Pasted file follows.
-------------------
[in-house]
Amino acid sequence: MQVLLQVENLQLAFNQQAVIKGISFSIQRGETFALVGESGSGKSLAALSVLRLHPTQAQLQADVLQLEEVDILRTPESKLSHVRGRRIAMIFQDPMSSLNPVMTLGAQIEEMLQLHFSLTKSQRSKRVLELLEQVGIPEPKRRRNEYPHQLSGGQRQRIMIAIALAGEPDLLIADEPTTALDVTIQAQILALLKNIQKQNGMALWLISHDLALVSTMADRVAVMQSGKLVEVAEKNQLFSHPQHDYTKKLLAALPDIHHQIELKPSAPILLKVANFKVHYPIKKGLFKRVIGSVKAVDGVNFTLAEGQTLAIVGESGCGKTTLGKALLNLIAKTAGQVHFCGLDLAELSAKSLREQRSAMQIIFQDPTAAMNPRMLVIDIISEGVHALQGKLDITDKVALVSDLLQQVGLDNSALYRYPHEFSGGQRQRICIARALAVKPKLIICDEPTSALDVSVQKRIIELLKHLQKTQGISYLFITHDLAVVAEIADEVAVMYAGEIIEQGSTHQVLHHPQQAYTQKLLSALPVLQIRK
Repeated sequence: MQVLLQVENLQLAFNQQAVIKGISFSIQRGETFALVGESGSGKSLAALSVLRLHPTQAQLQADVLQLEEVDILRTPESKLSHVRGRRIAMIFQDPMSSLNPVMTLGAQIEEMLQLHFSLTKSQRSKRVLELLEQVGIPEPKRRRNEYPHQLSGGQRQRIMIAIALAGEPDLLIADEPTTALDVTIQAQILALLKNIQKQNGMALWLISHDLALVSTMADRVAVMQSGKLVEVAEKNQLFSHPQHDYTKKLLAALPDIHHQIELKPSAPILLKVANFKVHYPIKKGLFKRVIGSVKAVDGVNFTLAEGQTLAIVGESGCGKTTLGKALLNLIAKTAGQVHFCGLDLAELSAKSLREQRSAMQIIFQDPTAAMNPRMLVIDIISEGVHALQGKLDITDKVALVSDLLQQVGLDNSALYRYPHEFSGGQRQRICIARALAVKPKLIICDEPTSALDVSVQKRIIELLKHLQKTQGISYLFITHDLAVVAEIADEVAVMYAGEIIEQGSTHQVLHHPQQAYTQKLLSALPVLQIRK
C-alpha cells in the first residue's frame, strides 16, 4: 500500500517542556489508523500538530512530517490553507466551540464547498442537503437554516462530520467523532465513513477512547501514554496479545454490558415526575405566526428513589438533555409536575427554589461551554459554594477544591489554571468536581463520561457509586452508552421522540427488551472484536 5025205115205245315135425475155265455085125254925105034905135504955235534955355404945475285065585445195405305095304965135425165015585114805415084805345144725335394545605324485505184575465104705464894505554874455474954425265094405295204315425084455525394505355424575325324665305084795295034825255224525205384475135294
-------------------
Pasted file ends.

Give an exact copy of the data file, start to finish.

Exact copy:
[in-house]
Amino acid sequence: MQVLLQVENLQLAFNQQAVIKGISFSIQRGETFALVGESGSGKSLAALSVLRLHPTQAQLQADVLQLEEVDILRTPESKLSHVRGRRIAMIFQDPMSSLNPVMTLGAQIEEMLQLHFSLTKSQRSKRVLELLEQVGIPEPKRRRNEYPHQLSGGQRQRIMIAIALAGEPDLLIADEPTTALDVTIQAQILALLKNIQKQNGMALWLISHDLALVSTMADRVAVMQSGKLVEVAEKNQLFSHPQHDYTKKLLAALPDIHHQIELKPSAPILLKVANFKVHYPIKKGLFKRVIGSVKAVDGVNFTLAEGQTLAIVGESGCGKTTLGKALLNLIAKTAGQVHFCGLDLAELSAKSLREQRSAMQIIFQDPTAAMNPRMLVIDIISEGVHALQGKLDITDKVALVSDLLQQVGLDNSALYRYPHEFSGGQRQRICIARALAVKPKLIICDEPTSALDVSVQKRIIELLKHLQKTQGISYLFITHDLAVVAEIADEVAVMYAGEIIEQGSTHQVLHHPQQAYTQKLLSALPVLQIRK
Repeated sequence: MQVLLQVENLQLAFNQQAVIKGISFSIQRGETFALVGESGSGKSLAALSVLRLHPTQAQLQADVLQLEEVDILRTPESKLSHVRGRRIAMIFQDPMSSLNPVMTLGAQIEEMLQLHFSLTKSQRSKRVLELLEQVGIPEPKRRRNEYPHQLSGGQRQRIMIAIALAGEPDLLIADEPTTALDVTIQAQILALLKNIQKQNGMALWLISHDLALVSTMADRVAVMQSGKLVEVAEKNQLFSHPQHDYTKKLLAALPDIHHQIELKPSAPILLKVANFKVHYPIKKGLFKRVIGSVKAVDGVNFTLAEGQTLAIVGESGCGKTTLGKALLNLIAKTAGQVHFCGLDLAELSAKSLREQRSAMQIIFQDPTAAMNPRMLVIDIISEGVHALQGKLDITDKVALVSDLLQQVGLDNSALYRYPHEFSGGQRQRICIARALAVKPKLIICDEPTSALDVSVQKRIIELLKHLQKTQGISYLFITHDLAVVAEIADEVAVMYAGEIIEQGSTHQVLHHPQQAYTQKLLSALPVLQIRK
C-alpha cells in the first residue's frame, strides 16, 4: 500500500517542556489508523500538530512530517490553507466551540464547498442537503437554516462530520467523532465513513477512547501514554496479545454490558415526575405566526428513589438533555409536575427554589461551554459554594477544591489554571468536581463520561457509586452508552421522540427488551472484536 5025205115205245315135425475155265455085125254925105034905135504955235534955355404945475285065585445195405305095304965135425165015585114805415084805345144725335394545605324485505184575465104705464894505554874455474954425265094405295204315425084455525394505355424575325324665305084795295034825255224525205384475135294